FATA has been described as a mysterious borderland for historians, writers, travellers and journalists. Much written about it is based on misconceptions. When bad things happen, the Frontier fascinates the world. When wars are won, for example the Soviets vanquished, then attention falls elsewhere. The goal here is to remove the mystery and avoid misunderstandings. Part of our theme is that the Pakhtun are not a quaint and isolated people; they have been and are related to the historical currents of the region and the world and, importantly, they are both a rural and an urban people with Peshawar, Quetta, Kabul and Qandahar being their major cities. We will make the argument that it is the Pakhtun who have been the buffer between empires and not Afghanistan.

‘Understanding FATA’ 2010 is based on both qualitative and quantitative data. Each chapter presents qualitative background material from multiple sources and the experience of CAMP. The statistical findings are presented with reference to the qualitative substance.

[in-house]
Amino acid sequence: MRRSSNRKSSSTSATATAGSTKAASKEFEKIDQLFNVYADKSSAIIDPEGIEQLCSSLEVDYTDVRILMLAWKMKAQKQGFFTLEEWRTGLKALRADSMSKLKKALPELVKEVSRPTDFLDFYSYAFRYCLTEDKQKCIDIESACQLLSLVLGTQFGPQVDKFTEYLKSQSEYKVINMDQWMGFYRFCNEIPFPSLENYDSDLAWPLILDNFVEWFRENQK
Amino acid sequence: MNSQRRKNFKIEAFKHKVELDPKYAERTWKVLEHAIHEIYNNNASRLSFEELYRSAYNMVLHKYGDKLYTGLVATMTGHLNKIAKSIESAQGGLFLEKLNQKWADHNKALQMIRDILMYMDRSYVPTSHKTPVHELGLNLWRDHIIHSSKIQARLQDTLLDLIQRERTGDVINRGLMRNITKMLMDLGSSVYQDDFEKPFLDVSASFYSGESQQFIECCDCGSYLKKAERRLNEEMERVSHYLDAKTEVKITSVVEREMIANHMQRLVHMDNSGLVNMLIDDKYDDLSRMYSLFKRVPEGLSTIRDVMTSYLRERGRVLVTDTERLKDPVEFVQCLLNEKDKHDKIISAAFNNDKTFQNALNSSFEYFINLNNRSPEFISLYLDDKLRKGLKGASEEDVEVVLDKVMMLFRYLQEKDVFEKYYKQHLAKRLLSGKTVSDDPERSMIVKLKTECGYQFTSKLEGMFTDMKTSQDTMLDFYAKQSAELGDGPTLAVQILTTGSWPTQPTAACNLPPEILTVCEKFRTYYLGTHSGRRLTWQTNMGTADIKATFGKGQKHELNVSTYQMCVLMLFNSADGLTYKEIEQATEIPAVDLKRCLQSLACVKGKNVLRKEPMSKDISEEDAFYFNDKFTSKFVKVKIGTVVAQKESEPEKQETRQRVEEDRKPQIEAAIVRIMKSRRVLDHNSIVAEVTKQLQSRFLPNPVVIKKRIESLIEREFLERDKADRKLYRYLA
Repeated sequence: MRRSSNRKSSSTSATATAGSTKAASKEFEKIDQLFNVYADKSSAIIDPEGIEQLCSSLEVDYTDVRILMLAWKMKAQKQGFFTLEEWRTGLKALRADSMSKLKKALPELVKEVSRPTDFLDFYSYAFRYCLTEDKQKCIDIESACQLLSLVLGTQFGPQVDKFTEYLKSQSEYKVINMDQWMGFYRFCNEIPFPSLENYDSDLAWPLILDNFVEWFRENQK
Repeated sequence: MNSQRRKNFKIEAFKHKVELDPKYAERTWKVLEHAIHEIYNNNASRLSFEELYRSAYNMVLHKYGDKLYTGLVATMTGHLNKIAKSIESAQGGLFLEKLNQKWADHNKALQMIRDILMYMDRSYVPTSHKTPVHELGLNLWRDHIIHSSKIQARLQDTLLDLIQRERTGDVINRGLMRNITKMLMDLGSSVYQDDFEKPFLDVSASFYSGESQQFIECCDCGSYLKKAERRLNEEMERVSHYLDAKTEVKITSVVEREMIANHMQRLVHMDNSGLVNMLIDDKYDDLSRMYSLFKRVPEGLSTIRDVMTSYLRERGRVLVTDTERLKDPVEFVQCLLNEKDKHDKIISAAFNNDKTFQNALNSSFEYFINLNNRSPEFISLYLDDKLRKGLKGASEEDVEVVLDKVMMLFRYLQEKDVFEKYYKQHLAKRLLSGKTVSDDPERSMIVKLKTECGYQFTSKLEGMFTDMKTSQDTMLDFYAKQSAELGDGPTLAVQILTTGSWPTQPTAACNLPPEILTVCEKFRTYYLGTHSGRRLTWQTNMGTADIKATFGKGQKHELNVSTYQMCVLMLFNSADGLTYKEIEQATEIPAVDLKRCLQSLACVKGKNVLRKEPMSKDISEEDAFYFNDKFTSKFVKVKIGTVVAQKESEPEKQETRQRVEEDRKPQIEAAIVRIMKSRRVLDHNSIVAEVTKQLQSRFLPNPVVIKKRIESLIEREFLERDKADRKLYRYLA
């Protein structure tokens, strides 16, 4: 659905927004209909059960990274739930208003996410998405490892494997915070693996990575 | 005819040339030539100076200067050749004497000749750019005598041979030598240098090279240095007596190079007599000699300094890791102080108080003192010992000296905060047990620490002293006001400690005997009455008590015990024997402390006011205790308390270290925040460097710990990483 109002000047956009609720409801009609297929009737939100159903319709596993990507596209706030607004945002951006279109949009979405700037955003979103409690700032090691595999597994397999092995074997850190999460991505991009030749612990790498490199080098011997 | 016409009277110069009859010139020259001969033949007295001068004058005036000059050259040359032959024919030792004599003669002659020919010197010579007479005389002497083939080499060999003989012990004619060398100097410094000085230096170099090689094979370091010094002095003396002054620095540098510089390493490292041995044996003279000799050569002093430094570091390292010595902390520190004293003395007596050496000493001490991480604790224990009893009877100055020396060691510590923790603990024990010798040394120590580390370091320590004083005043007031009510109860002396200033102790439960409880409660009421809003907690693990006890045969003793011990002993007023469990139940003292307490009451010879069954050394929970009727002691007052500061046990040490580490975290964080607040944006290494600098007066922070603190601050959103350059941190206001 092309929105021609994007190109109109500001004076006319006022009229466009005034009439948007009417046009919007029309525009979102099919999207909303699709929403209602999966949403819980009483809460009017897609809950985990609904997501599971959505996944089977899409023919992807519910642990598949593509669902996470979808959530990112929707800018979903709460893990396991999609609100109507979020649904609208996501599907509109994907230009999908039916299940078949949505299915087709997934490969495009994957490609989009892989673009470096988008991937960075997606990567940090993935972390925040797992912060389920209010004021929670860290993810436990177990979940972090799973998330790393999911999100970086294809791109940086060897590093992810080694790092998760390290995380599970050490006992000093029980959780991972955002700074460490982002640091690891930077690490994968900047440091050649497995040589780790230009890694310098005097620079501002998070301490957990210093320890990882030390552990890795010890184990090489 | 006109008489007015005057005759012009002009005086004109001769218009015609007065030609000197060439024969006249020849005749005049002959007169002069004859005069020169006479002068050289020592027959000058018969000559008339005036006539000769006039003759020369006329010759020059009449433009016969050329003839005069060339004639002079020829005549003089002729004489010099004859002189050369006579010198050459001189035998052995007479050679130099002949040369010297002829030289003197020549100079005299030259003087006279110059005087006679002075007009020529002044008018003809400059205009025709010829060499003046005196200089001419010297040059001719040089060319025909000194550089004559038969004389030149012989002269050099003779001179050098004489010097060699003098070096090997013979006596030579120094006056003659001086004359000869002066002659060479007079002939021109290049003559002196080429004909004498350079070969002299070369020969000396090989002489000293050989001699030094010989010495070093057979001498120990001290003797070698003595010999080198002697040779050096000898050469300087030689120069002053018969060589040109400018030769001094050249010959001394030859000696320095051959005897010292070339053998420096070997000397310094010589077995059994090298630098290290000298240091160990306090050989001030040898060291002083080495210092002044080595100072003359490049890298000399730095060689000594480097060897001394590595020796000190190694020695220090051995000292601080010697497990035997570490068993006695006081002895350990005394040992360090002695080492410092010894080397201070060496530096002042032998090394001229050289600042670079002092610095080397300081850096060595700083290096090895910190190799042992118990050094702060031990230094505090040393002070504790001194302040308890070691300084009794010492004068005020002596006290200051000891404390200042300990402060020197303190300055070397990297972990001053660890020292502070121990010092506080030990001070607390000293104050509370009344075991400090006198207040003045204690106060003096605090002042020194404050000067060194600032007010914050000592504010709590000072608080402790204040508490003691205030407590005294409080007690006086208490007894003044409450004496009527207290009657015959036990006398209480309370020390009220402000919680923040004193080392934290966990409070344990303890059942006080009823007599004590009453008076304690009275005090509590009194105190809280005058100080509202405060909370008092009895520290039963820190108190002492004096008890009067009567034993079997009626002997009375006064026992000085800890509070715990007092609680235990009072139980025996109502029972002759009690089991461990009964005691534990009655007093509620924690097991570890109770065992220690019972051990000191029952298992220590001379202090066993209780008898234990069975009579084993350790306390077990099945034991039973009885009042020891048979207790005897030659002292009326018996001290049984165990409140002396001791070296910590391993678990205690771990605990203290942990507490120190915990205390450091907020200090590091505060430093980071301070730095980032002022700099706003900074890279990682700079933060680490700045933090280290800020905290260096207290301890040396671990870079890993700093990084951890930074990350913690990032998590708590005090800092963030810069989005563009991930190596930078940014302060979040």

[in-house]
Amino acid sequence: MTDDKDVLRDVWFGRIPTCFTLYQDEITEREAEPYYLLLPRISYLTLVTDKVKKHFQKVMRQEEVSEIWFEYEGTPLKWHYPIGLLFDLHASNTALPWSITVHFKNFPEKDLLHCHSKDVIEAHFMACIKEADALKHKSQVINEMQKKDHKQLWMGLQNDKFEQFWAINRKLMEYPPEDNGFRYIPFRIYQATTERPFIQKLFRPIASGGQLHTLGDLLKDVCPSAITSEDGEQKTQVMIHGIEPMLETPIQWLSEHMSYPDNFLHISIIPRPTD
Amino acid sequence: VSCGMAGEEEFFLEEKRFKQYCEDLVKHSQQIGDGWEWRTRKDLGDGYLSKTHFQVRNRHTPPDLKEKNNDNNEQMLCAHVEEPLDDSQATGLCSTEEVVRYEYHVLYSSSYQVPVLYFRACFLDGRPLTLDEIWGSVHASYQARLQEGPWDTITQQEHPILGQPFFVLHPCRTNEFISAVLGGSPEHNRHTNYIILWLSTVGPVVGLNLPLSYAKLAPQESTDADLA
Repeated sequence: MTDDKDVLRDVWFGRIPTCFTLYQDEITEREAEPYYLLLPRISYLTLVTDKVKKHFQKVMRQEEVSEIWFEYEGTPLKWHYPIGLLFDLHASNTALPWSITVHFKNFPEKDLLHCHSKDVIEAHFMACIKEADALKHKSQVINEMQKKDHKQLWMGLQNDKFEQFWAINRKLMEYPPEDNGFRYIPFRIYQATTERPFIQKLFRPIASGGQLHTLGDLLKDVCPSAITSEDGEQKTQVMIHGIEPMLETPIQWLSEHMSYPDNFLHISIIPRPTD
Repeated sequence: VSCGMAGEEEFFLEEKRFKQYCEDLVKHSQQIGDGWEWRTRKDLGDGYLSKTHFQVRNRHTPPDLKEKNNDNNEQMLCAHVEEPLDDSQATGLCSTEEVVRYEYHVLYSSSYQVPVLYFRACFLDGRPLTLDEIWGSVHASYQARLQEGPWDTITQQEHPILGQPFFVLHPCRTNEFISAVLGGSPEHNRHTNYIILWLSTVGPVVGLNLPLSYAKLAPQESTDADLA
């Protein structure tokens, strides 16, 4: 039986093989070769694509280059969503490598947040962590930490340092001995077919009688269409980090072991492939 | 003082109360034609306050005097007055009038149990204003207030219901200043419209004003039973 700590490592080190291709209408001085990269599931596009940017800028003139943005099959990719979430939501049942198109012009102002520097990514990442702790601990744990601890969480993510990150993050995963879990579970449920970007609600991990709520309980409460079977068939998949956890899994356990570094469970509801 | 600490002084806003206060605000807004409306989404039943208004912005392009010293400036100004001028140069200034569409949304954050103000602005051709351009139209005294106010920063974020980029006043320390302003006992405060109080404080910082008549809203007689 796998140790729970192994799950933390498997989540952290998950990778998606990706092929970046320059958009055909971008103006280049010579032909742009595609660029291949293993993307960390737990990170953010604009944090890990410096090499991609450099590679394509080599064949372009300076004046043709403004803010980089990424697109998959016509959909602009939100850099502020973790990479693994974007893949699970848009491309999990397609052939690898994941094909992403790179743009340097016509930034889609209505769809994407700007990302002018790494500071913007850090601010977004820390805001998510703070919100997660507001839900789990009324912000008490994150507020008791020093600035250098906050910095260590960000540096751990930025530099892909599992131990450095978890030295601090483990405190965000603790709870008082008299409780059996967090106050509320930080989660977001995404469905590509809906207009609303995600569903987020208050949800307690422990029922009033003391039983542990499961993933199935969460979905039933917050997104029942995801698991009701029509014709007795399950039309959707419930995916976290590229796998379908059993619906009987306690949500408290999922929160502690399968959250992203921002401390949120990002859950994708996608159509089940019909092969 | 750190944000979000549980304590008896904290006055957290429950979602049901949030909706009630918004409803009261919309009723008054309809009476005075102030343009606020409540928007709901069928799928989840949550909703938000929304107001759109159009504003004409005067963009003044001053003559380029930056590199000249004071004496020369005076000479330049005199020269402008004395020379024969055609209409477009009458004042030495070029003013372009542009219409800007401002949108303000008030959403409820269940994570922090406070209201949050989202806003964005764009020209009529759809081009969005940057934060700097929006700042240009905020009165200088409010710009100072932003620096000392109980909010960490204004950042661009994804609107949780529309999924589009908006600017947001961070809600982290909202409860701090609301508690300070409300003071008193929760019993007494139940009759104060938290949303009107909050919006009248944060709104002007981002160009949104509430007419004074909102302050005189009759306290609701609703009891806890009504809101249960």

To strengthen the qualitative information, ten focus-group discussions and two-day consultative dialogues were used to gather the opinions. Minutes were recorded, analyzed and utilized to write this report. Background and historical material used in the report came from a review of historical books, newspapers, reports, articles, journals and the experience of CAMP programmes in FATA.
The quantitative data was collected through structured questionnaires. The objective was to sample adult males and females to ascertain their opinion on key issues related to the people of FATA. Because gender plays such an important role in public opinion, the sample was designed to interview equal numbers of males and females in each village. Although there may be slightly unequal populations of males and females due to seasonal migration and also emigration, exact, current statistics were not available to guide a deviation from this 50/50 approach. Expanding from its limited scope in 2007 and building upon previous surveys conducted in 2008 and 2009, the 2010 survey continues to track core appraisal areas while revising its nuances and methodology to meet contemporary constraints and demands. The 2010 FATA poll was conducted from 25th February - 3rd April 2010, with face-to-face interviews of 4,000 residents of FATA.